First Nations with road access in northern Ontario are next in line to receive the COVID-19 vaccine after the first dose was administered in 31 fly-in communities, the Nishnawbe Aski Nation said.
Grand Chief Alvin Fiddler, the head of the political organization that represents 49 of the province’s First Nations, said he was pleased with how smoothly Operation: Remote Immunity went, but there’s more work to be done.
“We want to go into our road-access communities and make sure that those who are eligible to take the vaccine do have access to the vaccine,” said Fiddler.
Giving the vaccine to members of the Nishnawbe Aski Nation who have migrated to Ontario cities like Thunder Bay, Timmins, and Dryden to have better access to health care for pre-existing medical conditions has to happen at the same time, he said.
“We want to make sure that this happens fairly quickly,” said Fiddler. “There’s lots of meetings every week … working with our partners to make this happen as quickly as possible.”
Ornge, the province’s air ambulance service, transported the vaccines to the fly-in communities where they were administered by paramedics or local health units.
“There’s so many things that could have gone wrong,” said Fiddler. “Just taking into consideration the large geographic area that these 31 communities are situated in and doing this in the dead of winter.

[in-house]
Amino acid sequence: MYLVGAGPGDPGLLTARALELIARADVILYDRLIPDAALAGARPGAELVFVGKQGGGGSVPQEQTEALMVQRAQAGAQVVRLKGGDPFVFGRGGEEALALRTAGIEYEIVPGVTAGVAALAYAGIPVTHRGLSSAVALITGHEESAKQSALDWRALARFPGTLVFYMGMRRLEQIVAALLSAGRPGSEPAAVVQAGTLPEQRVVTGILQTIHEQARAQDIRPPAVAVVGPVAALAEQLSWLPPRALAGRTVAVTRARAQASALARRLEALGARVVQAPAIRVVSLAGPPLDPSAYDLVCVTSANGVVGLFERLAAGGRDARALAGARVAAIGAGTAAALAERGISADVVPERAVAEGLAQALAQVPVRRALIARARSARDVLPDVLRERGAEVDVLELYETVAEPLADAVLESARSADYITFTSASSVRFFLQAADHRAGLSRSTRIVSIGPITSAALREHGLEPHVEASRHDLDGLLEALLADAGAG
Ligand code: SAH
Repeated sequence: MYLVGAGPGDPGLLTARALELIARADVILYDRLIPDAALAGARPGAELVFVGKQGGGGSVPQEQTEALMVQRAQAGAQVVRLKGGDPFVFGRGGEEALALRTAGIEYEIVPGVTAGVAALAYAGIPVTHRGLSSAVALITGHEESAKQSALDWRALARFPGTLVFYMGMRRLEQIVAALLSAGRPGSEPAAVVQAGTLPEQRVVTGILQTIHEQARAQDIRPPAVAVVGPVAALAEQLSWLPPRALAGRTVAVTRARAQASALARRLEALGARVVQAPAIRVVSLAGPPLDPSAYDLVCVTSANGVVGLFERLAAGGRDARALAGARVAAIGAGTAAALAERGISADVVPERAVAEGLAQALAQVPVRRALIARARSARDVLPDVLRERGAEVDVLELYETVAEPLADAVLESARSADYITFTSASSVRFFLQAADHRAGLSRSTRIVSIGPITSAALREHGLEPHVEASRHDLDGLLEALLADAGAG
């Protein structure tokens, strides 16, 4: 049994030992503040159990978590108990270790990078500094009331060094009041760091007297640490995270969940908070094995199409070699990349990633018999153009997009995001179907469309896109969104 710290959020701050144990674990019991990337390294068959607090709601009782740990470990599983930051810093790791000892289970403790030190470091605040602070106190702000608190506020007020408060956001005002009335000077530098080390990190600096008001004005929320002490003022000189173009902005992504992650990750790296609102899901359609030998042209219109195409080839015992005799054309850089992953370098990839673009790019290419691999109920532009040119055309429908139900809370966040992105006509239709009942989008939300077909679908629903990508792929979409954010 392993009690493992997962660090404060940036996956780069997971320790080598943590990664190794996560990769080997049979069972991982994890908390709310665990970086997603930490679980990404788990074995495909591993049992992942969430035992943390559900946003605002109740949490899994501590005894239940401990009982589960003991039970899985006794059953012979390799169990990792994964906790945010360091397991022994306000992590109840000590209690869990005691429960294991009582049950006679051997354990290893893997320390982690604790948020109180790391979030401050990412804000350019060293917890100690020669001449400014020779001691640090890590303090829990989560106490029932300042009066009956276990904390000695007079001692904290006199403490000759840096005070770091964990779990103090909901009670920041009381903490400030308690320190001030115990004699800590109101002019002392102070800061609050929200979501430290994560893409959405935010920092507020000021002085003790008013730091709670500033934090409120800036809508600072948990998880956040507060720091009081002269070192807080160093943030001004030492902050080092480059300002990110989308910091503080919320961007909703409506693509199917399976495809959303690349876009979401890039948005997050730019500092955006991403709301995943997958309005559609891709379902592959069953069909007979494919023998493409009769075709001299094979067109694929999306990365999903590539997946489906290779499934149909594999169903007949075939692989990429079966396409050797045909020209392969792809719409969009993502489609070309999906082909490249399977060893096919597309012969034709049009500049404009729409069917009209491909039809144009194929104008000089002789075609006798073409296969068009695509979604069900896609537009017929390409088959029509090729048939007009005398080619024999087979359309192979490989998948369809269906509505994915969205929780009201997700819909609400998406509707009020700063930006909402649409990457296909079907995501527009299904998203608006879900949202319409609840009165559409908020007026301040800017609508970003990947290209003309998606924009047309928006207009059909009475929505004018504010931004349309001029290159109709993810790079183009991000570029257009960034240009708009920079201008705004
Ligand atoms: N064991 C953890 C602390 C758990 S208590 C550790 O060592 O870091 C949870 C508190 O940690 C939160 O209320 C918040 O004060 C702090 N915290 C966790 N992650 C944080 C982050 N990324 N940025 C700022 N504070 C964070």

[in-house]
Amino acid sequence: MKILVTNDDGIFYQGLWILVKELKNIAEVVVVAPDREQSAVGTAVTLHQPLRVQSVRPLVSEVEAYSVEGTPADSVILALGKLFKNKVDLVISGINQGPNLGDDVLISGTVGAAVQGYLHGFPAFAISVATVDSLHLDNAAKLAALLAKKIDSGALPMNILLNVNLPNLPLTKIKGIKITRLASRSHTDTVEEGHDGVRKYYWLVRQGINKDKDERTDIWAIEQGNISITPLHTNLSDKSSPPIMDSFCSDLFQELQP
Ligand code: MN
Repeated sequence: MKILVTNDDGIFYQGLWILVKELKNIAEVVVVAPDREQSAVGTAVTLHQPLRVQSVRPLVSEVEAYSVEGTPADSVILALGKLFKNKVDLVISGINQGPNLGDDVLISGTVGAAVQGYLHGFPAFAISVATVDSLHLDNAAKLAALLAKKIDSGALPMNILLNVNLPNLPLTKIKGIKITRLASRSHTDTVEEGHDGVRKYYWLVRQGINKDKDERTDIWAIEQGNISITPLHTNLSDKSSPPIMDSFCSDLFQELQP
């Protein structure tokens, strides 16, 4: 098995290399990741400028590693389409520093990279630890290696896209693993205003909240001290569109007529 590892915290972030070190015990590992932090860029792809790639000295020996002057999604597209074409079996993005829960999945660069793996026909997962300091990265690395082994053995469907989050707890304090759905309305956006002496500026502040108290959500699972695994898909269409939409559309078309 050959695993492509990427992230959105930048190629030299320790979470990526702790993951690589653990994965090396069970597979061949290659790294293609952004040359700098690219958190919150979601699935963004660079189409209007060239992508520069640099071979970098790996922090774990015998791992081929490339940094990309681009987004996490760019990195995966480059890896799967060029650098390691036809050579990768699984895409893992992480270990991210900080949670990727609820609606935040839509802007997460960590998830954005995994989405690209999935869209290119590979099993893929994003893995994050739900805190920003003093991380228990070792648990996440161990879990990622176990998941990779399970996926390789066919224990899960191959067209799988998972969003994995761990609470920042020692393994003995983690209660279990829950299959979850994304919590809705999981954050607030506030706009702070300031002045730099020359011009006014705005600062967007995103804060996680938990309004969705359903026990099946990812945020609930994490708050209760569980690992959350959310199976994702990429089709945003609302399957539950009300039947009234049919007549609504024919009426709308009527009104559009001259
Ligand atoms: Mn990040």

“It’s been remarkable. Even the weather has co-operated.”
A NAN spokesman said 18,146 community members had received at least one shot of Moderna vaccine as of Monday, with a high percentage of uptake in many communities.
As an example, 78 per cent of eligible adults in Pikangikum, 90 per cent in Sandy Lake First Nation, and 97 per cent in Kingfisher Lake First Nation have received at least one dose.
There are many lessons Fiddler said he and public health officials have learned during the initial phase of the immunization rollout. One of them, he said, was about how important leadership is to the success of any operation.
“Our chiefs stepped up in a lot of cases. When the vaccination teams arrived in their community they were one of the first to roll up their sleeves to take the vaccine,” he said.
“This was so important to how successful this was, getting that community leadership and support to get buy-in.”
It was in that spirit of leadership by example that NDP provincial legislator Sol Mamakwa was vaccinated at Muskrat Dam Lake First Nation. Premier Doug Ford criticized Mamakwa for “queue jumping” during a sitting of the legislature last week, although Ford has since apologized for the remark.
“I found the whole thing to be distracting,” said Fiddler, who is from Muskrat Dam Lake and served as its deputy chief from 1993-98.
“I’d rather focus on the work at hand which is to vaccinate our communities.”
John Chidley-Hill, The Canadian Press